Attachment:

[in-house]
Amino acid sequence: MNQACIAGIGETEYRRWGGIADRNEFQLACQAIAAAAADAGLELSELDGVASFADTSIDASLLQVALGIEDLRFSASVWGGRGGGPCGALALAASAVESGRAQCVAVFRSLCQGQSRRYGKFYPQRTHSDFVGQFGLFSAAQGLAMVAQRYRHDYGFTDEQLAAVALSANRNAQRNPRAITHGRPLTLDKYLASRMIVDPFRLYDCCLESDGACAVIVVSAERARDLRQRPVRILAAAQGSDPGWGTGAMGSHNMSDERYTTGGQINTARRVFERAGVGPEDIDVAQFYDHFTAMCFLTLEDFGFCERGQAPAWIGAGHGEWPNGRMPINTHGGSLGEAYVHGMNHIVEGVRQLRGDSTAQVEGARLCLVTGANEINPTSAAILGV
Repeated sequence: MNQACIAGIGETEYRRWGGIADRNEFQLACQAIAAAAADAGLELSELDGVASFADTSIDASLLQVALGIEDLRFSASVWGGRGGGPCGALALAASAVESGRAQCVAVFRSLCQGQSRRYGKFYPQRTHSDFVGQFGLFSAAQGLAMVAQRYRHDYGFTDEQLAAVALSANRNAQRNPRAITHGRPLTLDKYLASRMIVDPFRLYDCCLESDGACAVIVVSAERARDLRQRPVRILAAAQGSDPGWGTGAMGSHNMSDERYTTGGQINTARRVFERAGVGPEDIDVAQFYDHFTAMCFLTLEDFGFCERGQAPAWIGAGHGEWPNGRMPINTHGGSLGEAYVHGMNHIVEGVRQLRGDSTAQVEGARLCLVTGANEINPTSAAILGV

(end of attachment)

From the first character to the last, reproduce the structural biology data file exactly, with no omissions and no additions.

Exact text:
[in-house]
Amino acid sequence: MNQACIAGIGETEYRRWGGIADRNEFQLACQAIAAAAADAGLELSELDGVASFADTSIDASLLQVALGIEDLRFSASVWGGRGGGPCGALALAASAVESGRAQCVAVFRSLCQGQSRRYGKFYPQRTHSDFVGQFGLFSAAQGLAMVAQRYRHDYGFTDEQLAAVALSANRNAQRNPRAITHGRPLTLDKYLASRMIVDPFRLYDCCLESDGACAVIVVSAERARDLRQRPVRILAAAQGSDPGWGTGAMGSHNMSDERYTTGGQINTARRVFERAGVGPEDIDVAQFYDHFTAMCFLTLEDFGFCERGQAPAWIGAGHGEWPNGRMPINTHGGSLGEAYVHGMNHIVEGVRQLRGDSTAQVEGARLCLVTGANEINPTSAAILGV
Repeated sequence: MNQACIAGIGETEYRRWGGIADRNEFQLACQAIAAAAADAGLELSELDGVASFADTSIDASLLQVALGIEDLRFSASVWGGRGGGPCGALALAASAVESGRAQCVAVFRSLCQGQSRRYGKFYPQRTHSDFVGQFGLFSAAQGLAMVAQRYRHDYGFTDEQLAAVALSANRNAQRNPRAITHGRPLTLDKYLASRMIVDPFRLYDCCLESDGACAVIVVSAERARDLRQRPVRILAAAQGSDPGWGTGAMGSHNMSDERYTTGGQINTARRVFERAGVGPEDIDVAQFYDHFTAMCFLTLEDFGFCERGQAPAWIGAGHGEWPNGRMPINTHGGSLGEAYVHGMNHIVEGVRQLRGDSTAQVEGARLCLVTGANEINPTSAAILGV